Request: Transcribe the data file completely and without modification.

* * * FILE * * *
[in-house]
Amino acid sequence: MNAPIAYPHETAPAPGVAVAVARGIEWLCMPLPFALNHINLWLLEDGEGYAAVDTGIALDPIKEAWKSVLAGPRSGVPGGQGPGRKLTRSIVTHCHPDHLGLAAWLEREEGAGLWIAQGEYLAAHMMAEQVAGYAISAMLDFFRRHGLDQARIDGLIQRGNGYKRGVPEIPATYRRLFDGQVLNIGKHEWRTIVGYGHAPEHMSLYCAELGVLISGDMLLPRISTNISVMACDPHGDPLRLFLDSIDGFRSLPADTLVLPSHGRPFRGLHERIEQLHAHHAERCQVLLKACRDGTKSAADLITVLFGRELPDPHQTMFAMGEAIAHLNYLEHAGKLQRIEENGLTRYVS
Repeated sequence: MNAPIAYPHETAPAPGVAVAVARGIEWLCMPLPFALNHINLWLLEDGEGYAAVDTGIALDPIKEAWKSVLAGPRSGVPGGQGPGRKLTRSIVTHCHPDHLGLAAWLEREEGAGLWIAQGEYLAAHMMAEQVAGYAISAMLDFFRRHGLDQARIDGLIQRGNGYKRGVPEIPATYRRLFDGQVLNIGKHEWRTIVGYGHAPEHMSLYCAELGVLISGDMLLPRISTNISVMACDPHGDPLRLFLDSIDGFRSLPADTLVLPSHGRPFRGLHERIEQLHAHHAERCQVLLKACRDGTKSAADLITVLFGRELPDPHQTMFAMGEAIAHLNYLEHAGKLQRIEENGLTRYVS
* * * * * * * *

[in-house]
Amino acid sequence: MNAPIAYPHETAPAPGVAVAVARGIEWLCMPLPFALNHINLWLLEDGEGYAAVDTGIALDPIKEAWKSVLAGPRSGVPGGQGPGRKLTRSIVTHCHPDHLGLAAWLEREEGAGLWIAQGEYLAAHMMAEQVAGYAISAMLDFFRRHGLDQARIDGLIQRGNGYKRGVPEIPATYRRLFDGQVLNIGKHEWRTIVGYGHAPEHMSLYCAELGVLISGDMLLPRISTNISVMACDPHGDPLRLFLDSIDGFRSLPADTLVLPSHGRPFRGLHERIEQLHAHHAERCQVLLKACRDGTKSAADLITVLFGRELPDPHQTMFAMGEAIAHLNYLEHAGKLQRIEENGLTRYVS
Repeated sequence: MNAPIAYPHETAPAPGVAVAVARGIEWLCMPLPFALNHINLWLLEDGEGYAAVDTGIALDPIKEAWKSVLAGPRSGVPGGQGPGRKLTRSIVTHCHPDHLGLAAWLEREEGAGLWIAQGEYLAAHMMAEQVAGYAISAMLDFFRRHGLDQARIDGLIQRGNGYKRGVPEIPATYRRLFDGQVLNIGKHEWRTIVGYGHAPEHMSLYCAELGVLISGDMLLPRISTNISVMACDPHGDPLRLFLDSIDGFRSLPADTLVLPSHGRPFRGLHERIEQLHAHHAERCQVLLKACRDGTKSAADLITVLFGRELPDPHQTMFAMGEAIAHLNYLEHAGKLQRIEENGLTRYVS